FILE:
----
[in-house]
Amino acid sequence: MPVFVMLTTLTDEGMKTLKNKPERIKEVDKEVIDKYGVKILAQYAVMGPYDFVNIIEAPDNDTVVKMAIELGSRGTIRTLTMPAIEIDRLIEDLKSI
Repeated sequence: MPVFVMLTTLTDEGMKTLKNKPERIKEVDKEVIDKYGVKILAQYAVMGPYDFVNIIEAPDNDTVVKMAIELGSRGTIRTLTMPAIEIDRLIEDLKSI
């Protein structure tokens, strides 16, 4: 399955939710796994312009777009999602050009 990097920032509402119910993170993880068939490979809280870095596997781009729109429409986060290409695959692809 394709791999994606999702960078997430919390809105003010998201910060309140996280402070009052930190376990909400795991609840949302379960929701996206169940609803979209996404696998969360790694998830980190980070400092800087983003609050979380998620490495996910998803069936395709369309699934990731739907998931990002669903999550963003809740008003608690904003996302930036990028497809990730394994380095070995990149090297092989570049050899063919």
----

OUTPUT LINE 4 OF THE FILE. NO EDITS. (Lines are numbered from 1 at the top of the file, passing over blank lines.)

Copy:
């Protein structure tokens, strides 16, 4: 399955939710796994312009777009999602050009 990097920032509402119910993170993880068939490979809280870095596997781009729109429409986060290409695959692809 394709791999994606999702960078997430919390809105003010998201910060309140996280402070009052930190376990909400795991609840949302379960929701996206169940609803979209996404696998969360790694998830980190980070400092800087983003609050979380998620490495996910998803069936395709369309699934990731739907998931990002669903999550963003809740008003608690904003996302930036990028497809990730394994380095070995990149090297092989570049050899063919």